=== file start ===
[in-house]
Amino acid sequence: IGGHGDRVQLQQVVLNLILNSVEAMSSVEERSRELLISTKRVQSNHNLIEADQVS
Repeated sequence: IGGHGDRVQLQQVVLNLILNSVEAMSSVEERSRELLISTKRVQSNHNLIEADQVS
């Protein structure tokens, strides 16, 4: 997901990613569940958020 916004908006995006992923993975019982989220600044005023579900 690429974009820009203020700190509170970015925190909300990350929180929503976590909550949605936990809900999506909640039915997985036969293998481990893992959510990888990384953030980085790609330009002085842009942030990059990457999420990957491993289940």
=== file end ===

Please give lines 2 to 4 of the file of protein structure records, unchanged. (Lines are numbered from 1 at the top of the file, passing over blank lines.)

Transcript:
Amino acid sequence: IGGHGDRVQLQQVVLNLILNSVEAMSSVEERSRELLISTKRVQSNHNLIEADQVS
Repeated sequence: IGGHGDRVQLQQVVLNLILNSVEAMSSVEERSRELLISTKRVQSNHNLIEADQVS
């Protein structure tokens, strides 16, 4: 997901990613569940958020 916004908006995006992923993975019982989220600044005023579900 690429974009820009203020700190509170970015925190909300990350929180929503976590909550949605936990809900999506909640039915997985036969293998481990893992959510990888990384953030980085790609330009002085842009942030990059990457999420990957491993289940």